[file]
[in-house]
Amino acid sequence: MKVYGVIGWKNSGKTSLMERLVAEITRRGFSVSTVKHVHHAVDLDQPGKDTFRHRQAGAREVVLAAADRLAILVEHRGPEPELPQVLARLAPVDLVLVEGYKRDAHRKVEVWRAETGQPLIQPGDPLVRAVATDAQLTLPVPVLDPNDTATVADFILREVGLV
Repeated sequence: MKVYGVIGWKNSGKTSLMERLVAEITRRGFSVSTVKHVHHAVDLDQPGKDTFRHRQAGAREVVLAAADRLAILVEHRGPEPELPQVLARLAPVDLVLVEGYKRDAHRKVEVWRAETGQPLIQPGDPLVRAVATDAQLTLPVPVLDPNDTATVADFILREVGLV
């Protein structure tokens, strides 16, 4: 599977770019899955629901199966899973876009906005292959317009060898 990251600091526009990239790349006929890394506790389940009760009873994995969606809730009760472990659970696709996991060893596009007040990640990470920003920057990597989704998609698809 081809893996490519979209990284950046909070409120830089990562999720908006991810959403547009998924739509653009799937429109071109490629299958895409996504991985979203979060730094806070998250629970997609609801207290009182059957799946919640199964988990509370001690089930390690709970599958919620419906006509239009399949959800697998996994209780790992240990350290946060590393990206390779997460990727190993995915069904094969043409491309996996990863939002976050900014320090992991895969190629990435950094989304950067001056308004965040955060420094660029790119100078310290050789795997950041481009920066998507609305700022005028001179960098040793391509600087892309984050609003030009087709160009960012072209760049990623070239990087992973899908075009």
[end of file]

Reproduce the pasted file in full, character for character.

[in-house]
Amino acid sequence: MKVYGVIGWKNSGKTSLMERLVAEITRRGFSVSTVKHVHHAVDLDQPGKDTFRHRQAGAREVVLAAADRLAILVEHRGPEPELPQVLARLAPVDLVLVEGYKRDAHRKVEVWRAETGQPLIQPGDPLVRAVATDAQLTLPVPVLDPNDTATVADFILREVGLV
Repeated sequence: MKVYGVIGWKNSGKTSLMERLVAEITRRGFSVSTVKHVHHAVDLDQPGKDTFRHRQAGAREVVLAAADRLAILVEHRGPEPELPQVLARLAPVDLVLVEGYKRDAHRKVEVWRAETGQPLIQPGDPLVRAVATDAQLTLPVPVLDPNDTATVADFILREVGLV
């Protein structure tokens, strides 16, 4: 599977770019899955629901199966899973876009906005292959317009060898 990251600091526009990239790349006929890394506790389940009760009873994995969606809730009760472990659970696709996991060893596009007040990640990470920003920057990597989704998609698809 081809893996490519979209990284950046909070409120830089990562999720908006991810959403547009998924739509653009799937429109071109490629299958895409996504991985979203979060730094806070998250629970997609609801207290009182059957799946919640199964988990509370001690089930390690709970599958919620419906006509239009399949959800697998996994209780790992240990350290946060590393990206390779997460990727190993995915069904094969043409491309996996990863939002976050900014320090992991895969190629990435950094989304950067001056308004965040955060420094660029790119100078310290050789795997950041481009920066998507609305700022005028001179960098040793391509600087892309984050609003030009087709160009960012072209760049990623070239990087992973899908075009």